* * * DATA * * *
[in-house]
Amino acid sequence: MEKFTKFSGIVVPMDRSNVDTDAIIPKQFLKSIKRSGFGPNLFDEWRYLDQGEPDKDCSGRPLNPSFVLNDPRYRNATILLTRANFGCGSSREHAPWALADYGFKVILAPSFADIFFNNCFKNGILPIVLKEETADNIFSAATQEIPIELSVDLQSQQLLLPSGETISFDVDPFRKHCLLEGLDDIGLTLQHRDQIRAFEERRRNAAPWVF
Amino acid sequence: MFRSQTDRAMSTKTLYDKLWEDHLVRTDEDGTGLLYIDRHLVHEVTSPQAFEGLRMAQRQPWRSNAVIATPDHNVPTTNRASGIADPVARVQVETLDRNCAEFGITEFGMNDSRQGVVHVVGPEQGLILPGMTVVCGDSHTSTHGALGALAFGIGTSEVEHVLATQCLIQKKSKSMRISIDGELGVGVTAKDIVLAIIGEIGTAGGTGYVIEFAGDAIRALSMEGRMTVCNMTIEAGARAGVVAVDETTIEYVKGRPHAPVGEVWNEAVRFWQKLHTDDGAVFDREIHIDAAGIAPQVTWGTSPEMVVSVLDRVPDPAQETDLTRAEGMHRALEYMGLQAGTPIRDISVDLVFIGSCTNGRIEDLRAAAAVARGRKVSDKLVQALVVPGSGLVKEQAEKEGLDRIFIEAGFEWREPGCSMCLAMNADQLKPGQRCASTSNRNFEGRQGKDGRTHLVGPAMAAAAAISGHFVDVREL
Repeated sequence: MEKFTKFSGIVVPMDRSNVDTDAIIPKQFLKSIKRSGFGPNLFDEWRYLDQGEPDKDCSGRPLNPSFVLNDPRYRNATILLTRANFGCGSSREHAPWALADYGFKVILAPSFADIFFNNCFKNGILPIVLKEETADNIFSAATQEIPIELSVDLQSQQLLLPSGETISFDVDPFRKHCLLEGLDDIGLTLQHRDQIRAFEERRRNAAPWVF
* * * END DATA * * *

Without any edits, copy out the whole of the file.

[in-house]
Amino acid sequence: MEKFTKFSGIVVPMDRSNVDTDAIIPKQFLKSIKRSGFGPNLFDEWRYLDQGEPDKDCSGRPLNPSFVLNDPRYRNATILLTRANFGCGSSREHAPWALADYGFKVILAPSFADIFFNNCFKNGILPIVLKEETADNIFSAATQEIPIELSVDLQSQQLLLPSGETISFDVDPFRKHCLLEGLDDIGLTLQHRDQIRAFEERRRNAAPWVF
Amino acid sequence: MFRSQTDRAMSTKTLYDKLWEDHLVRTDEDGTGLLYIDRHLVHEVTSPQAFEGLRMAQRQPWRSNAVIATPDHNVPTTNRASGIADPVARVQVETLDRNCAEFGITEFGMNDSRQGVVHVVGPEQGLILPGMTVVCGDSHTSTHGALGALAFGIGTSEVEHVLATQCLIQKKSKSMRISIDGELGVGVTAKDIVLAIIGEIGTAGGTGYVIEFAGDAIRALSMEGRMTVCNMTIEAGARAGVVAVDETTIEYVKGRPHAPVGEVWNEAVRFWQKLHTDDGAVFDREIHIDAAGIAPQVTWGTSPEMVVSVLDRVPDPAQETDLTRAEGMHRALEYMGLQAGTPIRDISVDLVFIGSCTNGRIEDLRAAAAVARGRKVSDKLVQALVVPGSGLVKEQAEKEGLDRIFIEAGFEWREPGCSMCLAMNADQLKPGQRCASTSNRNFEGRQGKDGRTHLVGPAMAAAAAISGHFVDVREL
Repeated sequence: MEKFTKFSGIVVPMDRSNVDTDAIIPKQFLKSIKRSGFGPNLFDEWRYLDQGEPDKDCSGRPLNPSFVLNDPRYRNATILLTRANFGCGSSREHAPWALADYGFKVILAPSFADIFFNNCFKNGILPIVLKEETADNIFSAATQEIPIELSVDLQSQQLLLPSGETISFDVDPFRKHCLLEGLDDIGLTLQHRDQIRAFEERRRNAAPWVF